Infineta's acceleration is implemented in hardware through field programmable gate arrays (FPGAs), whereas competitors use software running on a standard PC platform. The company also is focusing sharply on enterprise clouds and high-capacity links that have a data center at both ends, while other vendors are also targeting slower links to branch offices, cloud services, or individual client devices.
The firm's core techniques look very similar to those of other WAN optimization vendors, applying the same deduplication, quality of service optimization, and application-specific accelerations that have become familiar in the industry. However, implementing its algorithm in hardware should enable it to scale to higher speeds, with the initial product available in versions that support LAN-side data rates of 3, 5, and 10 Gbps. All use the same hardware, so customers can buy a 3-Gbps model and upgrade to 10-Gbps with a license key. "We've got something that's fundamentally different," said Raj Kanaya, cofounder and CEO of Infineta, in an interview. "All the other vendors have designed a product for the branch office use case, but we're all about the east-west computing problem."
His words echo data center switch vendors who describe traffic between servers as east-west, in contrast to flows between servers and clients as north-south. The rise of virtualization has spurred a large increase in this east-west traffic, driving the shift from hierarchical switching architectures to flatter fabrics that connect servers more directly.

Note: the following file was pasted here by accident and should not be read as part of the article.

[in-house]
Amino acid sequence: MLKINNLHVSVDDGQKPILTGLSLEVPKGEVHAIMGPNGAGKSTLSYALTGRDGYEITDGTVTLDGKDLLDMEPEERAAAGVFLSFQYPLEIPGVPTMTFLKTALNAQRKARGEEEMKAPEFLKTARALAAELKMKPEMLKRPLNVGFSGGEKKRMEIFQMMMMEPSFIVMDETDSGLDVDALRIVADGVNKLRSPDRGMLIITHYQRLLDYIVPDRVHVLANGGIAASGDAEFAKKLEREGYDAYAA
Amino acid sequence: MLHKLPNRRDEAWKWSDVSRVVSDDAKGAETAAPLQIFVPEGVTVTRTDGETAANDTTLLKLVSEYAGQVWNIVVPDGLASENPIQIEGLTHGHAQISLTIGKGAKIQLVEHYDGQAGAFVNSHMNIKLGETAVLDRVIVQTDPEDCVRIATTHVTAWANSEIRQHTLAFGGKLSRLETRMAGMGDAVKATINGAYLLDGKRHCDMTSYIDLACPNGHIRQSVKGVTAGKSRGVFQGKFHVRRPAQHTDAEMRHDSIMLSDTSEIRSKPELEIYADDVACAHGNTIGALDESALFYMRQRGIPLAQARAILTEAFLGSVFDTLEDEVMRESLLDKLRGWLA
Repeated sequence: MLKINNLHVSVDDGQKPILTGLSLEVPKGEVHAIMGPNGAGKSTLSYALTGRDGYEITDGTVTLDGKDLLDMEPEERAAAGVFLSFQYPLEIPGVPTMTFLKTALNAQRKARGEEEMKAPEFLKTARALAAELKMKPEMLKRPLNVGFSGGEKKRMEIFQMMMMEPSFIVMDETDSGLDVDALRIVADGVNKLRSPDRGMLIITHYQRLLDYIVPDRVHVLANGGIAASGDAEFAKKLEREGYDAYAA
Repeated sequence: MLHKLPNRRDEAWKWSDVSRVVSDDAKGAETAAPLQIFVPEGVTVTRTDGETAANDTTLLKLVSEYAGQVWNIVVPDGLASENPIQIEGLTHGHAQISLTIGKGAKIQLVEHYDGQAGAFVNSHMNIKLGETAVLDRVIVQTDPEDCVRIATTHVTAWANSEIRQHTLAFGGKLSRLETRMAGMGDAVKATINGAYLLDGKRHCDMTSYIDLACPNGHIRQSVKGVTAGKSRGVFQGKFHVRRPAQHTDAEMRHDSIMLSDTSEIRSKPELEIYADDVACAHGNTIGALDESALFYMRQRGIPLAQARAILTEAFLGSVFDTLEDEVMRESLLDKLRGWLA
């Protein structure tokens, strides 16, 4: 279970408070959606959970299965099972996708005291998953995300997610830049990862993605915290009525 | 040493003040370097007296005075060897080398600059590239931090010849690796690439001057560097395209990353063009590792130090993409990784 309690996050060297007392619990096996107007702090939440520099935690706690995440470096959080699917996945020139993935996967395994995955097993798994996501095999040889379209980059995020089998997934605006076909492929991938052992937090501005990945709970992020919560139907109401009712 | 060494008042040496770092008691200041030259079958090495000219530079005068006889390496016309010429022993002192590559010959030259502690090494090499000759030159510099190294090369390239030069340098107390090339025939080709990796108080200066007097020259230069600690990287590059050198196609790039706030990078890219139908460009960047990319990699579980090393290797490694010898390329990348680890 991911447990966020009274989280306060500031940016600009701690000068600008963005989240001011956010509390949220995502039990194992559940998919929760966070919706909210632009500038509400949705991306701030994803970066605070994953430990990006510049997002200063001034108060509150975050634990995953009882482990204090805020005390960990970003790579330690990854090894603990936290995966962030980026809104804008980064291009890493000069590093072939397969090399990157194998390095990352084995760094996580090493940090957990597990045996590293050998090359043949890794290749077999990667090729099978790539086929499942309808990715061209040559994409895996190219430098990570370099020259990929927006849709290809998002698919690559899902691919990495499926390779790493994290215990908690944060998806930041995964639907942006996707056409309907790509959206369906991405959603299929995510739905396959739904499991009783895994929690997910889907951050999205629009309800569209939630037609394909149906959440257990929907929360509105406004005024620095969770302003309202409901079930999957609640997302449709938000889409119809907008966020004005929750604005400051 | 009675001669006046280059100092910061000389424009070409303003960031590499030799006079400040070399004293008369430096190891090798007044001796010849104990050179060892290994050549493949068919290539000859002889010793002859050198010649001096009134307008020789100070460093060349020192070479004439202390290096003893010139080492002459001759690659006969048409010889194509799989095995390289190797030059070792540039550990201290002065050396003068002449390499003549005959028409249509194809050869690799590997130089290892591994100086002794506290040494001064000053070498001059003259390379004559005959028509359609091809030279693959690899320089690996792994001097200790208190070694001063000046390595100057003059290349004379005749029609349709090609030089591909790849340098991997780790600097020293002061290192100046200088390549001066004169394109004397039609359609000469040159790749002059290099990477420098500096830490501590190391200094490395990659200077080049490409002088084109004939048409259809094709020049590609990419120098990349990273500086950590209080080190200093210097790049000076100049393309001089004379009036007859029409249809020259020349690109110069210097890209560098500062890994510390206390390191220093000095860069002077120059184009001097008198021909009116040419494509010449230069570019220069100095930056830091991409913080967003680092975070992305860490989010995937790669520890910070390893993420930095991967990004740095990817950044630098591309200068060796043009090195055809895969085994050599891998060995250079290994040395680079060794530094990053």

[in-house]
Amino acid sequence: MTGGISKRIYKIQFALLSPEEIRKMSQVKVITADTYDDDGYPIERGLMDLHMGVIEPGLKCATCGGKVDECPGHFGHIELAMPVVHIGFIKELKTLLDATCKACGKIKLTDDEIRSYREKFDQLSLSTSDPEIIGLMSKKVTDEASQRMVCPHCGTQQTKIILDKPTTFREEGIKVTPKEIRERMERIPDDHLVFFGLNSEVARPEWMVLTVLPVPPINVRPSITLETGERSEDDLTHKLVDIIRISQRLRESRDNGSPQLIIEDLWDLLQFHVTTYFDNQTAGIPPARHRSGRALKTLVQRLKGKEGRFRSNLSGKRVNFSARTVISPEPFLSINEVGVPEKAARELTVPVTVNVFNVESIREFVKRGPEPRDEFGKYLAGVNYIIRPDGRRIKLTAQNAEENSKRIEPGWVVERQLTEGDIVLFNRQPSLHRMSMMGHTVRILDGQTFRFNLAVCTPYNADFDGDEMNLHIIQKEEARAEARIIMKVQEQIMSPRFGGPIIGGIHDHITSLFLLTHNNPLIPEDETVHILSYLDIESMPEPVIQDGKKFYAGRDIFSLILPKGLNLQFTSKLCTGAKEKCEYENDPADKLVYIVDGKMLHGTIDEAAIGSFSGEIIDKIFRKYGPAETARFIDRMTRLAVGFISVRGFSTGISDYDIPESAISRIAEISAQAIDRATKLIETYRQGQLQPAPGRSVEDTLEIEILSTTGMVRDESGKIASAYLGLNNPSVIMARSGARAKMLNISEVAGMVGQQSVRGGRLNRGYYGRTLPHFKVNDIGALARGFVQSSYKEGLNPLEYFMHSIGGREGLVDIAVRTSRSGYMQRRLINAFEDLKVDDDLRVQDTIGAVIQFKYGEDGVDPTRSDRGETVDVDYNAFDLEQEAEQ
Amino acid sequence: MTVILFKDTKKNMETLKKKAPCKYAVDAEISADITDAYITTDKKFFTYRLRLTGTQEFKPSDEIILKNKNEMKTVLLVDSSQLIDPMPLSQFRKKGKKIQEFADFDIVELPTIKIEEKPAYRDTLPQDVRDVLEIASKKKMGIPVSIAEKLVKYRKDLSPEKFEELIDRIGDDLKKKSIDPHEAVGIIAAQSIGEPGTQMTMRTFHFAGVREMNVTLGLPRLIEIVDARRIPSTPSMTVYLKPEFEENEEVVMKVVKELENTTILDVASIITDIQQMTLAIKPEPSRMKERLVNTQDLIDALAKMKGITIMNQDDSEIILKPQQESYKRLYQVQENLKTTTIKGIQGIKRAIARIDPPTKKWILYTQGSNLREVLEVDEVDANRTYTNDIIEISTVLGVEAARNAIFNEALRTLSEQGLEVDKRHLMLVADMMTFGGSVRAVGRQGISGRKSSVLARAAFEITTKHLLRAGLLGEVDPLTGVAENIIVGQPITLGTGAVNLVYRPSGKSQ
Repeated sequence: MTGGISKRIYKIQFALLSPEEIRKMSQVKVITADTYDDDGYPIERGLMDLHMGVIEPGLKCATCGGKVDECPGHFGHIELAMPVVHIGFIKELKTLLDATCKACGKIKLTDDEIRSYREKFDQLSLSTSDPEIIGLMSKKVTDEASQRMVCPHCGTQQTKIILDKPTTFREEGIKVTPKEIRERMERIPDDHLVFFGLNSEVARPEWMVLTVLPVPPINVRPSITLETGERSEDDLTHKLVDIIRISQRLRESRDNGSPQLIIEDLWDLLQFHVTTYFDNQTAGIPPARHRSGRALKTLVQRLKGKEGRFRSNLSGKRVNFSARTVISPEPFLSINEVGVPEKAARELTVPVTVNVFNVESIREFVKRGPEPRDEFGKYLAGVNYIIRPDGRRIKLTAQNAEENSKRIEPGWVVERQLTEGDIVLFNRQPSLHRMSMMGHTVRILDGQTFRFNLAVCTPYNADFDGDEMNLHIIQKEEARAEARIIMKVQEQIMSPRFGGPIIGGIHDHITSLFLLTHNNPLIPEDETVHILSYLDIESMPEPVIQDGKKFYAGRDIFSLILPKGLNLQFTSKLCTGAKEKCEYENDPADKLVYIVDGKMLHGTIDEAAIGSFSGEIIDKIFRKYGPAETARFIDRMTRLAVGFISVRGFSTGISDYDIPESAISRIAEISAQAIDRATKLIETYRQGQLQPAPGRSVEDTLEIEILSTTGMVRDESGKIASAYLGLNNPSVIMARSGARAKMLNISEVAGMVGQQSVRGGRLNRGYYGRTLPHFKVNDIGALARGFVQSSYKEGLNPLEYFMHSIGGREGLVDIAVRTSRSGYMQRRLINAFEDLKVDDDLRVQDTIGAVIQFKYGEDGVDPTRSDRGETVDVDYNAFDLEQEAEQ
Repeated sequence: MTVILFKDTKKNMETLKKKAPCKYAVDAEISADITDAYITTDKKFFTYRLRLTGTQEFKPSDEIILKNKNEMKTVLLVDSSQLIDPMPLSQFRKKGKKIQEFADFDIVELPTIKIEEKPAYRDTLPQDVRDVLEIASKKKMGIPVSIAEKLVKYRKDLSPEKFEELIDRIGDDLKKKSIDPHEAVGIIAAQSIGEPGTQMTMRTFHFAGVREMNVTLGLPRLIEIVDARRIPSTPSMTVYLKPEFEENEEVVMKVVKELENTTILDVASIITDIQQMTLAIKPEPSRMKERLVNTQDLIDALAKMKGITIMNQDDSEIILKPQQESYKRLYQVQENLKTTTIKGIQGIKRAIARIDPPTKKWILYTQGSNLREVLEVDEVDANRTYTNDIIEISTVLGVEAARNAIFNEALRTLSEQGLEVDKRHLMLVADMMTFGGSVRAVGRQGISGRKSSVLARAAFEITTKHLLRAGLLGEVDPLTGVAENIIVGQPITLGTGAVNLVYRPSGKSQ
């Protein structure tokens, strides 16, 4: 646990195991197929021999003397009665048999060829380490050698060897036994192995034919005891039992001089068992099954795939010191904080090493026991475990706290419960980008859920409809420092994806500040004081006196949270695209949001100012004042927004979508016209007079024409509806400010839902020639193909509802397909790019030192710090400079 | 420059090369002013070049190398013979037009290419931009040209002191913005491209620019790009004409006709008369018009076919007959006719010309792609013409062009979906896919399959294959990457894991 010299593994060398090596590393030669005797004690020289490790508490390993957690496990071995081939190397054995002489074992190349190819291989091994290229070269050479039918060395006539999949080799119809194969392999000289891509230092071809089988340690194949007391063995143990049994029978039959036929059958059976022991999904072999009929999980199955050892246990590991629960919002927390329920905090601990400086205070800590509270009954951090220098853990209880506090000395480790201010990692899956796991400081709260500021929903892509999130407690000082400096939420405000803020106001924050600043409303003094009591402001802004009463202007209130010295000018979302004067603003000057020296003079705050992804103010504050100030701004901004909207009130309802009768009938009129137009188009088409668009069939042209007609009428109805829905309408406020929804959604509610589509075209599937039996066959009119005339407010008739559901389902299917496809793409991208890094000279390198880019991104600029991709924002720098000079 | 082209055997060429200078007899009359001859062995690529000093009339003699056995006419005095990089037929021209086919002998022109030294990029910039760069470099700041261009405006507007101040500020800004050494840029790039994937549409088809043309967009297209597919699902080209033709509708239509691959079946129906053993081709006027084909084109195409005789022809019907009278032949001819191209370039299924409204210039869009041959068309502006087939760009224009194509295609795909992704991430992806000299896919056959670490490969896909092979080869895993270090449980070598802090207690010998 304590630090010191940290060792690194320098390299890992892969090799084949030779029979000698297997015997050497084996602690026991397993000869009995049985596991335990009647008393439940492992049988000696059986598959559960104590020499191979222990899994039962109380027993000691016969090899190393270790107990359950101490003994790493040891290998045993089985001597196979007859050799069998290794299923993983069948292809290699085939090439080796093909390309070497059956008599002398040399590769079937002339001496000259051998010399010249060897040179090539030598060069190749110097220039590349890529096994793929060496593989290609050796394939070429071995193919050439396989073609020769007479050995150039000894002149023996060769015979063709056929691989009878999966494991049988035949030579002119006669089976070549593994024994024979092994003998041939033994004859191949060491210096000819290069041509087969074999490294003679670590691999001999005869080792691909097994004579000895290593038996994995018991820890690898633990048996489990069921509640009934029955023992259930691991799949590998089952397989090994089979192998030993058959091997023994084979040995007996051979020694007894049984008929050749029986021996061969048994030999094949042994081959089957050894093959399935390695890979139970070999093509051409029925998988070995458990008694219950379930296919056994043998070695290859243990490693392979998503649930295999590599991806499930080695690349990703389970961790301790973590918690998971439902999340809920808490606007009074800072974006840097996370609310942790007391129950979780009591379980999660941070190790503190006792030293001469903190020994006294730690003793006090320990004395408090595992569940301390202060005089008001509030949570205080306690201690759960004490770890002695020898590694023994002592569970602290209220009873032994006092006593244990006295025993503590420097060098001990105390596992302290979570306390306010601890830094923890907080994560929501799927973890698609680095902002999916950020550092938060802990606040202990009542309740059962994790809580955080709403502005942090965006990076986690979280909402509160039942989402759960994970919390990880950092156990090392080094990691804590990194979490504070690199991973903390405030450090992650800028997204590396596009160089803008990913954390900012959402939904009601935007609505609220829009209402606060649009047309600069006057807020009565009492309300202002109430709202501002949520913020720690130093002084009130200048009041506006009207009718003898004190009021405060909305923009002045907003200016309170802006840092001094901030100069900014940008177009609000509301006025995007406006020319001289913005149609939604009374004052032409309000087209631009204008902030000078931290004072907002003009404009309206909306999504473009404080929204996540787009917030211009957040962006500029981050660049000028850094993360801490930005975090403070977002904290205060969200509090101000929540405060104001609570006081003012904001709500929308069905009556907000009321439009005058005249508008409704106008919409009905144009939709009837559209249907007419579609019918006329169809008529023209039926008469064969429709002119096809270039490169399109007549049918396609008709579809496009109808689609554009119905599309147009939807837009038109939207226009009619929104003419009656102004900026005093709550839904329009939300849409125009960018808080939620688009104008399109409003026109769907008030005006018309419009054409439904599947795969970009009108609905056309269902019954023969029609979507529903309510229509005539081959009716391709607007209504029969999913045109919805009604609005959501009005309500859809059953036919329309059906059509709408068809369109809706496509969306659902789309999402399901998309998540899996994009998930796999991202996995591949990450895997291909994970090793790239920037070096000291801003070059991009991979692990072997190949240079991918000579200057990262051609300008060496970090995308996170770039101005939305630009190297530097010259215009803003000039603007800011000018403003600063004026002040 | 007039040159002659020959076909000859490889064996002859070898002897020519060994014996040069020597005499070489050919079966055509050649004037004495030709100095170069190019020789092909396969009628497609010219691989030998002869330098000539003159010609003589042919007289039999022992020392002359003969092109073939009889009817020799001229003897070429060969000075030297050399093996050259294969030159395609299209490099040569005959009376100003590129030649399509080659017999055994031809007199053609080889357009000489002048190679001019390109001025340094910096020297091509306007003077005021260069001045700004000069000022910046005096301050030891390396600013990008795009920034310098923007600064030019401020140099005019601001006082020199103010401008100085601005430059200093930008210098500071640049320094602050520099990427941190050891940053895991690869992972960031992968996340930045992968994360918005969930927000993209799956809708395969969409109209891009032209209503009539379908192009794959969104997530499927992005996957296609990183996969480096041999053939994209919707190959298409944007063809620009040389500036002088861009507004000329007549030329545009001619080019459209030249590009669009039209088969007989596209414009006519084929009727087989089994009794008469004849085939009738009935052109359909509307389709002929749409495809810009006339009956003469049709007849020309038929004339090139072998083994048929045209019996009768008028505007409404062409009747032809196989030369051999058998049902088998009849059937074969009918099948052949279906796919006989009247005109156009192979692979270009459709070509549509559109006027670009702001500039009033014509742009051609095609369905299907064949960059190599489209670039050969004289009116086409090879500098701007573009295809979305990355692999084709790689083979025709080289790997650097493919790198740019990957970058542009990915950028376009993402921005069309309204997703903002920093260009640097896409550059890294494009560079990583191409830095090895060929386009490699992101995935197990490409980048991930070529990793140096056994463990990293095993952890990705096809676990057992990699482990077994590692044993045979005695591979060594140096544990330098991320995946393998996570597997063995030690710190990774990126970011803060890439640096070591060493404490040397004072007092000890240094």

To further push the analogy with Ethernet fabrics, Infineta calls its box a Data Mobility Switch (DMS).The big difference is that switch fabrics are designed to connect servers within the same data center, whereas Infineta is aimed at servers in different data centers that may be thousands of miles apart. Typical applications are remote storage and live migration of virtual machines, in which running VMs are moved from one data center to another without downtime.
Infineta claims that it isn't competing with other WAN optimization vendors, saying that most of its customers already have WAN optimization installed in their branch office links, but can't use it to interconnect data centers because software-based technology doesn't scale to the multi-Gbps data rates needed for east-west traffic. In contrast, Infineta is a hardware-only play. Unlike most of the others, it isn't planning to release a soft client for laptops, a virtual appliance for servers, or a service to optimize traffic to and from Internet cloud providers. "None of our customers are looking at the Internet," said Kanaya. "These guys have dedicated pipes. The vast majority are using a private line between data centers, some moving towards (multiprotocol label switching)."
However, existing WAN optimization vendors disagree that a new kind of hardware is needed. In particular, Silver Peak has been focused on higher data rates for years and is Monday launching the NX-10K, an IP accelerator that supports WAN links of up to 2.5 Gpbs. This is very roughly equivalent to Infineta's LAN-side of 10 Gbps, though an exact comparison depends on how much dededuplication (compression) the boxes achieve--something that in turn depends on the type of traffic they are optimizing. Like the Infineta product, the high-end Silver Peak accelerator is also available only as hardware (rather than a virtual) appliance, though one built using PC components.
Founded three years ago, Infineta says that it now has about 30 employees, mostly engineers, though it plans to add more sales and marketing staff now that it has a product to sell and additional capital. The new funding round doubled the company's total capitalization to $30 million and was led by new investor Rembrandt Venture Partners, with participation from the company's two existing VC firms, Alloy Ventures and North Bridge Venture Partners. It says that about five customers are already using the DMS, with another five setting up trials this month.
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